Do you remember “The Little Engine That Could?” As I understand it, the first record of the story is from a sermon. Did you know that? The Rev. Charles S. Wing was preaching to his church in Brooklyn on April 8, 1906. He told the story of a train that needed to be pulled up a hill. Other engines said “No,” so the little engine was asked. She accepted the challenge and repeated all the way up the hill, “I think I can! I think I can! I think I can!” And if you’ve read the story, you know she is successful. It is a great story about faith and optimism, but it also speaks to the importance of our words. The little engine spoke out loud what she believed.
The Apostle Paul knew the importance of our words. In many of his letters, he advised individuals, such as Timothy, as well as most congregations to be careful how they spoke to one another. His view on this might be summed up best in what he said to the church at Ephesus, “Speak the truth in love” (Ephesians 4:15). A few verses later, in verse 29, he says, “Only say what is helpful when it is needed for building up the community so that it benefits those who hear what you say.” That is worth reading again. “Only say what is helpful when it is needed for building up the community so that it benefits those who hear what you say.”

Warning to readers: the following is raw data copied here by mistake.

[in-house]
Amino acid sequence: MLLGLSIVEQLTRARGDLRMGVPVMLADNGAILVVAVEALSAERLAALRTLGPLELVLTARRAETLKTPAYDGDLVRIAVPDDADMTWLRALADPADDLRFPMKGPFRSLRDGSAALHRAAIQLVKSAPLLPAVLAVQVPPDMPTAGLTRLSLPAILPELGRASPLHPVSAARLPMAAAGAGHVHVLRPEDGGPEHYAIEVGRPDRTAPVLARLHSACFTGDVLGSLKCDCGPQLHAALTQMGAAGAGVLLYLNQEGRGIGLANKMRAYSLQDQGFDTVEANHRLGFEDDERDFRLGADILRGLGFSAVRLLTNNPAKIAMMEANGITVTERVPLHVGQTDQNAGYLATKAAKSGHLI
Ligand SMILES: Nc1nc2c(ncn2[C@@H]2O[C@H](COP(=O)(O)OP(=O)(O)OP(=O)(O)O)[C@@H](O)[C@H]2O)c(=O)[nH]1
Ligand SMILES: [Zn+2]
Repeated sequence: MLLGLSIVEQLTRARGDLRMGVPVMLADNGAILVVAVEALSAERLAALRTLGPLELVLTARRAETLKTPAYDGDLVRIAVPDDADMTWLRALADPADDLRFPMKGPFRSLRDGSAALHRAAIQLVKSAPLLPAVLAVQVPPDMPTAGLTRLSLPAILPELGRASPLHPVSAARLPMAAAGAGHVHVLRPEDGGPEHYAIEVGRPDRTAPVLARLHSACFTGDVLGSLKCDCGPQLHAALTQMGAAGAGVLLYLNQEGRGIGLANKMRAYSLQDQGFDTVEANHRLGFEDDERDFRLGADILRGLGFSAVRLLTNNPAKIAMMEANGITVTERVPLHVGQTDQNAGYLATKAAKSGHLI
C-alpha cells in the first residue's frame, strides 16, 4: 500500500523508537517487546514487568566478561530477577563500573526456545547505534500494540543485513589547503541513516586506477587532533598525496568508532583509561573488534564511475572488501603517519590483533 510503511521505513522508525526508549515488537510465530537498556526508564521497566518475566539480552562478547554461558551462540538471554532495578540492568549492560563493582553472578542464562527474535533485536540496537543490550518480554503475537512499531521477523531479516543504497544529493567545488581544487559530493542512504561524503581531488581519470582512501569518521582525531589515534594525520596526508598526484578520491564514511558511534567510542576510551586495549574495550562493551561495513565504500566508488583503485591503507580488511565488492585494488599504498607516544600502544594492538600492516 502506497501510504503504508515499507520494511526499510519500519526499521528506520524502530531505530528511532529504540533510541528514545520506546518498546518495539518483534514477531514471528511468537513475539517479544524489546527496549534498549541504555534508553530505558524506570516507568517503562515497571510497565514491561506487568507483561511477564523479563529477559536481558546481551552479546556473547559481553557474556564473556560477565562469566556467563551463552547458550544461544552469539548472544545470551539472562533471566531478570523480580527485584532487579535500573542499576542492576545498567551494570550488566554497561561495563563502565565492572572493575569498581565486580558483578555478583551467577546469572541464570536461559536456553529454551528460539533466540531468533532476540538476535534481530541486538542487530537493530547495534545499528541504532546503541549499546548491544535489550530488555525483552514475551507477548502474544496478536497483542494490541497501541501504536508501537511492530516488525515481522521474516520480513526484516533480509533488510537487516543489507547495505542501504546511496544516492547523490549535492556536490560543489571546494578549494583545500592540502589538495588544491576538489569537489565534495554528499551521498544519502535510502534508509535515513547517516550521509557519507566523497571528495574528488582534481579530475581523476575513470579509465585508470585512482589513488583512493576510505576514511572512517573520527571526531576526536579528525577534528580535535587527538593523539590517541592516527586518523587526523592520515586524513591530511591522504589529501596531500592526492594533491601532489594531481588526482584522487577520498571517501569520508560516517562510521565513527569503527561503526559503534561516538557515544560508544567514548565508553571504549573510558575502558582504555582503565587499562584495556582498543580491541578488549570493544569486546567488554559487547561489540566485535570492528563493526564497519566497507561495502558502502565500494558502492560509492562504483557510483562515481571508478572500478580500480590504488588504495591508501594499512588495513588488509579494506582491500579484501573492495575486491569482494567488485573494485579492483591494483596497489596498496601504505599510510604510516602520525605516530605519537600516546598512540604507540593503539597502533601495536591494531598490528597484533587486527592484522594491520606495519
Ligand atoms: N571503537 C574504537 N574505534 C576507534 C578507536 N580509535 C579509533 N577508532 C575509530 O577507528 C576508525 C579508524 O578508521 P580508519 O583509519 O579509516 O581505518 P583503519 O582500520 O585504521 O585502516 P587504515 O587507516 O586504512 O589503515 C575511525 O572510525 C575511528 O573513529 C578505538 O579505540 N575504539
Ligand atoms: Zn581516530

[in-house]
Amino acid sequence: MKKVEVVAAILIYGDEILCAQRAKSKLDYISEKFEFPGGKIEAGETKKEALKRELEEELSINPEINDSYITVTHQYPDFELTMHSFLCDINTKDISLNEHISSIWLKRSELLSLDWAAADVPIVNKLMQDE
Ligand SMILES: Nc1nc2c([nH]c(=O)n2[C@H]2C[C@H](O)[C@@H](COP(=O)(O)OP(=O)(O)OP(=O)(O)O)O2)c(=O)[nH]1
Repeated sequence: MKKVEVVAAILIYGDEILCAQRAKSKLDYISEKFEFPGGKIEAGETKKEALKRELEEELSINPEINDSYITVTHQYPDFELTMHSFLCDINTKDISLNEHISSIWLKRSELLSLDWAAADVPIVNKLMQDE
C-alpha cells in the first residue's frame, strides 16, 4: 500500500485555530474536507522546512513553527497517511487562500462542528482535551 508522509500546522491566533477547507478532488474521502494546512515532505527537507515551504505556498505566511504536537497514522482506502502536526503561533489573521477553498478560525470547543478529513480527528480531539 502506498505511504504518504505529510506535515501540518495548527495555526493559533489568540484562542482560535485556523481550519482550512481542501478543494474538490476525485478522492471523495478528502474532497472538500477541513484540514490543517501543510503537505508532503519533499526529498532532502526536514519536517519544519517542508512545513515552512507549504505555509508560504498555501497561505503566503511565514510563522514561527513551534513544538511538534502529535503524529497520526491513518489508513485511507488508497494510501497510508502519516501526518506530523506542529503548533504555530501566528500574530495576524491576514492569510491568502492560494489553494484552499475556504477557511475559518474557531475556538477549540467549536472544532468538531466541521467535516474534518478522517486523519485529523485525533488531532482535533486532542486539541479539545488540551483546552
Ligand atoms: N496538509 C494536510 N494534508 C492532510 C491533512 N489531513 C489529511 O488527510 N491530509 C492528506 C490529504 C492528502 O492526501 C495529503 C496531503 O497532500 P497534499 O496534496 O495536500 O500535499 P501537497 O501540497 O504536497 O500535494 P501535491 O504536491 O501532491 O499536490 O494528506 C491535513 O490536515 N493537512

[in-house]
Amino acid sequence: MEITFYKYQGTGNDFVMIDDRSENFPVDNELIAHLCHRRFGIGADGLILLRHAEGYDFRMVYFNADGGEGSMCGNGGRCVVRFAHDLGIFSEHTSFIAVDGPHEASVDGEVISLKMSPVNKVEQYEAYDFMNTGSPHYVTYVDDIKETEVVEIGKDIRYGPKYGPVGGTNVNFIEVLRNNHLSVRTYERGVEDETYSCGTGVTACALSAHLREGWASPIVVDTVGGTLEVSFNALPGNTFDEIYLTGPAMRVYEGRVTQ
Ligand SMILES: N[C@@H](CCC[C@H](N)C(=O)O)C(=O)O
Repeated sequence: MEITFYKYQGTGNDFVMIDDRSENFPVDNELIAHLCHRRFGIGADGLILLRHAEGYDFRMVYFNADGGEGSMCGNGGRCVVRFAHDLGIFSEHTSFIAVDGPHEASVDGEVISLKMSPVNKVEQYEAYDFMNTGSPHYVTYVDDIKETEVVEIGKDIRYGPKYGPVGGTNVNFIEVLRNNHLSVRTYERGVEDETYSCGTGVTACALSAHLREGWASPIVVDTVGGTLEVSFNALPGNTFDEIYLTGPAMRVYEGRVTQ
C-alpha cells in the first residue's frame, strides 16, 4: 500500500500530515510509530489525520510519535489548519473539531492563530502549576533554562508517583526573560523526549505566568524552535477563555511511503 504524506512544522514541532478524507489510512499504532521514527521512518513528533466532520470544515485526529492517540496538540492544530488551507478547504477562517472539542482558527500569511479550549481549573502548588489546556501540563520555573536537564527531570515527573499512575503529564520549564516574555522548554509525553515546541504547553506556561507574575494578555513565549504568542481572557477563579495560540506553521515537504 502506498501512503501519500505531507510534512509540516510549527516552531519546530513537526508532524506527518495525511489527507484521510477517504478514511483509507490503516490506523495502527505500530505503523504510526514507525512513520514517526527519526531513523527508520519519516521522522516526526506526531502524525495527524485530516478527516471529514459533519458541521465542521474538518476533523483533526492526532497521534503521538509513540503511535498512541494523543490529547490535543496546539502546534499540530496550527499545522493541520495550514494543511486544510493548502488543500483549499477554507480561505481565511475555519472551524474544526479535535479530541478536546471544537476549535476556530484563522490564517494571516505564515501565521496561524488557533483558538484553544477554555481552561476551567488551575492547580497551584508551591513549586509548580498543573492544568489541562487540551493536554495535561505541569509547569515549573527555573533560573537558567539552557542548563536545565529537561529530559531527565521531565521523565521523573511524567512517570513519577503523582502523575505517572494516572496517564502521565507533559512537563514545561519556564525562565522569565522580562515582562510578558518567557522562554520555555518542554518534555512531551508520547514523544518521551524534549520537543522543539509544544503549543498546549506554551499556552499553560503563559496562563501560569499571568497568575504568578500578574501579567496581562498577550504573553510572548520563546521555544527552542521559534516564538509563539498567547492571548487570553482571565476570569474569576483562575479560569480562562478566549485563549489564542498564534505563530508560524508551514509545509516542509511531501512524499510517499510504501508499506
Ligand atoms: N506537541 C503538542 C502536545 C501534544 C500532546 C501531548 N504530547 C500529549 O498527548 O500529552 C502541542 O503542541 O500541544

This is a powerful verse. How we need to hear it these days! Wouldn’t you like to be remembered as one who spoke like this? The little engine saying “I think I can” helped get the train over the hill. She made the difference in whether the train achieved its task and got where it was supposed to go. Paul said it is similar for us. We are called to “only say what is helpful when it is needed for building up the community so that it benefits those who hear what you say.”
When we say what is helpful, we are on the way to meeting our goal. We are like the little engine. Can we learn to speak like this? Can we do it? “I think we can, I think we can, I think we can….”
– Dr. David Campbell is the senior pastor at Due West United Methodist Church. He is a husband, father, grandfather and former Army chaplain. He can be reached at email@example.com. Church website duewest.org.